Early Wii U sales are steady although not matching those of the console's predecessor, according to Nintendo's top executive, Satoru Iwata.
Nintendo's president told Reuters: "At the end of the Christmas season, it wasn't as though stores in the US had no Wii U left in stock, as it was when Wii was first sold in that popular boom. But sales are not bad, and I feel it's selling steadily."
Iwata also said that producing two Wii U models was a new challenge for the company, and that it had failed to anticipate the level of demand for the premium version of the console.
"It was the first time Nintendo released two models of the game console at the same time ... and I believe there was a challenge with balancing this. Specifically, inventory levels for the premium, deluxe package was unbalanced as many people wanted that version and couldn't find it," he said.
North American Wii U sales hit 400,000 units during the console's first week of availability, Nintendo has claimed, while Japanese Wii U sales totalled 638,339 units between the system's December 8 launch in the country and December 30, according to Famitsu publisher Enterbrain.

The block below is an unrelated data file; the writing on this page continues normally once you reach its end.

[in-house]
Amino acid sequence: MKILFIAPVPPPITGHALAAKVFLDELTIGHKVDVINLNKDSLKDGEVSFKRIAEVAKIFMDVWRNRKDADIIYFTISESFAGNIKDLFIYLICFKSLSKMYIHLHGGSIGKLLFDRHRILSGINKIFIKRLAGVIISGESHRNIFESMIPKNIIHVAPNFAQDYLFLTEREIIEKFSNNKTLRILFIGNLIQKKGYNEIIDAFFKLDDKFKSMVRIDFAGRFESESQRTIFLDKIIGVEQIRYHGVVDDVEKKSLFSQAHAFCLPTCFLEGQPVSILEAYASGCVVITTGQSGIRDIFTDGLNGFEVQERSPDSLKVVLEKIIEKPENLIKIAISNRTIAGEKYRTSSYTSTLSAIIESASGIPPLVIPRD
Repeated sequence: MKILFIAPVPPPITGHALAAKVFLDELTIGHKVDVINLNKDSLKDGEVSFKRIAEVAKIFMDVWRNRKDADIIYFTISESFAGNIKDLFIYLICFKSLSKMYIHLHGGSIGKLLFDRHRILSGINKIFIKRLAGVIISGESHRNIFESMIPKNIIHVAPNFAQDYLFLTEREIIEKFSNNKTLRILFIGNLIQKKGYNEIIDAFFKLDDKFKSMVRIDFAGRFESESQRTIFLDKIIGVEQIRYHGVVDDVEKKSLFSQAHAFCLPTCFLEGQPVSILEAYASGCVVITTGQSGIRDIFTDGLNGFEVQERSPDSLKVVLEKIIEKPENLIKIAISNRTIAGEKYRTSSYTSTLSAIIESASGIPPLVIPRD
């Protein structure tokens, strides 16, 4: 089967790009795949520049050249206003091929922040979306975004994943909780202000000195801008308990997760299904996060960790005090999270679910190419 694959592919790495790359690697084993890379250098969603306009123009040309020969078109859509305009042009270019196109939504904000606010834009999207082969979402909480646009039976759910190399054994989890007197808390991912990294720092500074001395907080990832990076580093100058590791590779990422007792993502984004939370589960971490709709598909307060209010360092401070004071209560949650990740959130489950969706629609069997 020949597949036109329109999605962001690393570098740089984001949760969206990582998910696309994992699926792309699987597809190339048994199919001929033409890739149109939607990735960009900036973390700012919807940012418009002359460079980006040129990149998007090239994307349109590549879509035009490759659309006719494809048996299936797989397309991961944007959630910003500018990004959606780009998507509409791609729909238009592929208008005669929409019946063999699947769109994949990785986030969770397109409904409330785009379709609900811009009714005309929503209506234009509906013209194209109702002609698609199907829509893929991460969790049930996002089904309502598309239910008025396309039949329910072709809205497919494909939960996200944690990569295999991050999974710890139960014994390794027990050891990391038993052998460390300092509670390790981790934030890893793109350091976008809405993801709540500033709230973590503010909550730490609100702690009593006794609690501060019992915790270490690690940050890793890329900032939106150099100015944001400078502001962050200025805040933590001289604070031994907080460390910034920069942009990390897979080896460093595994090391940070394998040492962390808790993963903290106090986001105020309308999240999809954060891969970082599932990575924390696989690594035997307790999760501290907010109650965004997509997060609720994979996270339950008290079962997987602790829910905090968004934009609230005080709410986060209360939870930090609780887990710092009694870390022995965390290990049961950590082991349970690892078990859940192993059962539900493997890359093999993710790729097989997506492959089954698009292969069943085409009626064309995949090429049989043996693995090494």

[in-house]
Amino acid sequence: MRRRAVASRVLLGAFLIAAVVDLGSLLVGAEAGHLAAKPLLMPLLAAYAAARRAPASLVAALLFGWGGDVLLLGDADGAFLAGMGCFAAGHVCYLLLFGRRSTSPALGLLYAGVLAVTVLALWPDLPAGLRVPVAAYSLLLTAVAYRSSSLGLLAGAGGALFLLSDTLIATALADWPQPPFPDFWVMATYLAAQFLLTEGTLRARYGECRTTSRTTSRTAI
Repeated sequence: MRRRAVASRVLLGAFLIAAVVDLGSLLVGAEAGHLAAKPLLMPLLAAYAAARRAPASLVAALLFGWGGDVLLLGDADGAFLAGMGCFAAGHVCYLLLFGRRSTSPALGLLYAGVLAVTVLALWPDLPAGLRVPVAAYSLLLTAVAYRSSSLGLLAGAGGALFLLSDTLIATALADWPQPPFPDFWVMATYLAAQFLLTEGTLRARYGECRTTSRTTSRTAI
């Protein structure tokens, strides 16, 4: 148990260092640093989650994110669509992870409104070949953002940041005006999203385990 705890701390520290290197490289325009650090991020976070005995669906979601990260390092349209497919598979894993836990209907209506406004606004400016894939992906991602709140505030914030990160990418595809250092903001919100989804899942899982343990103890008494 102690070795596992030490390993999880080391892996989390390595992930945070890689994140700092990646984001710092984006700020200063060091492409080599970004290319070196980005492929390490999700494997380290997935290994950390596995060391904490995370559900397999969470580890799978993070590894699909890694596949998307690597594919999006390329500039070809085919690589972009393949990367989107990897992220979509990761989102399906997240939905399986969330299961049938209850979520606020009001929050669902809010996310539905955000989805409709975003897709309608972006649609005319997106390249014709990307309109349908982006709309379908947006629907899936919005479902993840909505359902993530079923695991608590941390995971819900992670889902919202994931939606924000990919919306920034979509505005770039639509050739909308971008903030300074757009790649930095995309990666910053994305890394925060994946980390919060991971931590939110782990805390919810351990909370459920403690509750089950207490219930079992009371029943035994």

In a recent investor note, Sterne Agee analyst Arvind Bhatia claimed Wii U sales over the holiday season at major US retailer GameStop were 'below expectations'. He suggested Wii U stock at the retailer remained 'abundant', and that software attach rates were "low", although he didn't offer any solid figures.
"Our conclusion is the Nintendo Wii U launch has been slightly disappointing," Bhatia said.
Nintendo's Osaka-listed shares have dropped 15 per cent since the Wii U launched.